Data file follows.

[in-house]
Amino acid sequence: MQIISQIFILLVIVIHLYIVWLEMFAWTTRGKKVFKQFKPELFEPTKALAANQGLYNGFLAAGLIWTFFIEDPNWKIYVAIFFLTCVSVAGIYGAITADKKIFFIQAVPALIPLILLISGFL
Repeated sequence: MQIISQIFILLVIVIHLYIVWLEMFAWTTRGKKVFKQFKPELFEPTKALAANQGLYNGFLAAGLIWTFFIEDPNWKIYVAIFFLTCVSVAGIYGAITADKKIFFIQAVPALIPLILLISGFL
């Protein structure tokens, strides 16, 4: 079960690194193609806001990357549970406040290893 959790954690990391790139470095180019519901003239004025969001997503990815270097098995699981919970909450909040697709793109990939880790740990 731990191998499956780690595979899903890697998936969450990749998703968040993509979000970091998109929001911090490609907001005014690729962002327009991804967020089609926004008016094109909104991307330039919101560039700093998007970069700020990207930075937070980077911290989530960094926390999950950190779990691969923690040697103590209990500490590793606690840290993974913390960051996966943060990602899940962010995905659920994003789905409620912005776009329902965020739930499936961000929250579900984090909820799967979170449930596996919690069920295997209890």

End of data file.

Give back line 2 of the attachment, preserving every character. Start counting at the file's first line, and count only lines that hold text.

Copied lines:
Amino acid sequence: MQIISQIFILLVIVIHLYIVWLEMFAWTTRGKKVFKQFKPELFEPTKALAANQGLYNGFLAAGLIWTFFIEDPNWKIYVAIFFLTCVSVAGIYGAITADKKIFFIQAVPALIPLILLISGFL